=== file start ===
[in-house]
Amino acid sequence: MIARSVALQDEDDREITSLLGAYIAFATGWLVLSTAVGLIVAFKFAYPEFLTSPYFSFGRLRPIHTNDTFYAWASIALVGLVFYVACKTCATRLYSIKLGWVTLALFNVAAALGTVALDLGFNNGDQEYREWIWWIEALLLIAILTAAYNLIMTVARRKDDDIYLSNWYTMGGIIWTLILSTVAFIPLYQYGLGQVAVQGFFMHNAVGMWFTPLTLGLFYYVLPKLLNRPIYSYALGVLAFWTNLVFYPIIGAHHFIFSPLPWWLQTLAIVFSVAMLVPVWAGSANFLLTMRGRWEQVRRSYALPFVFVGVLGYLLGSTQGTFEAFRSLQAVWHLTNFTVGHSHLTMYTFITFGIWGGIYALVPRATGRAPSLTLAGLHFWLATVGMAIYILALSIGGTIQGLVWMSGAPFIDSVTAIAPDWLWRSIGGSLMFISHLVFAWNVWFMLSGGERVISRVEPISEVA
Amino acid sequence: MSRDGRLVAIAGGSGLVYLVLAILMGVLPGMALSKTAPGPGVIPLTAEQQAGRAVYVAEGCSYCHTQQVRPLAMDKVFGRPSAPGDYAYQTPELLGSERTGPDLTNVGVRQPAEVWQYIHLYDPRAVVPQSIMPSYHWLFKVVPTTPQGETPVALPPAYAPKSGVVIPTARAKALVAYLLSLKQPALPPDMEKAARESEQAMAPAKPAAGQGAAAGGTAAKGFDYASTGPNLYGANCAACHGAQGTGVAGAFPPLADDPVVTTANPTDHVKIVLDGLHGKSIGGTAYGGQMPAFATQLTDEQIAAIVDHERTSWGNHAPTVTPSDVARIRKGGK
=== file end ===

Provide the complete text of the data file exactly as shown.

[in-house]
Amino acid sequence: MIARSVALQDEDDREITSLLGAYIAFATGWLVLSTAVGLIVAFKFAYPEFLTSPYFSFGRLRPIHTNDTFYAWASIALVGLVFYVACKTCATRLYSIKLGWVTLALFNVAAALGTVALDLGFNNGDQEYREWIWWIEALLLIAILTAAYNLIMTVARRKDDDIYLSNWYTMGGIIWTLILSTVAFIPLYQYGLGQVAVQGFFMHNAVGMWFTPLTLGLFYYVLPKLLNRPIYSYALGVLAFWTNLVFYPIIGAHHFIFSPLPWWLQTLAIVFSVAMLVPVWAGSANFLLTMRGRWEQVRRSYALPFVFVGVLGYLLGSTQGTFEAFRSLQAVWHLTNFTVGHSHLTMYTFITFGIWGGIYALVPRATGRAPSLTLAGLHFWLATVGMAIYILALSIGGTIQGLVWMSGAPFIDSVTAIAPDWLWRSIGGSLMFISHLVFAWNVWFMLSGGERVISRVEPISEVA
Amino acid sequence: MSRDGRLVAIAGGSGLVYLVLAILMGVLPGMALSKTAPGPGVIPLTAEQQAGRAVYVAEGCSYCHTQQVRPLAMDKVFGRPSAPGDYAYQTPELLGSERTGPDLTNVGVRQPAEVWQYIHLYDPRAVVPQSIMPSYHWLFKVVPTTPQGETPVALPPAYAPKSGVVIPTARAKALVAYLLSLKQPALPPDMEKAARESEQAMAPAKPAAGQGAAAGGTAAKGFDYASTGPNLYGANCAACHGAQGTGVAGAFPPLADDPVVTTANPTDHVKIVLDGLHGKSIGGTAYGGQMPAFATQLTDEQIAAIVDHERTSWGNHAPTVTPSDVARIRKGGK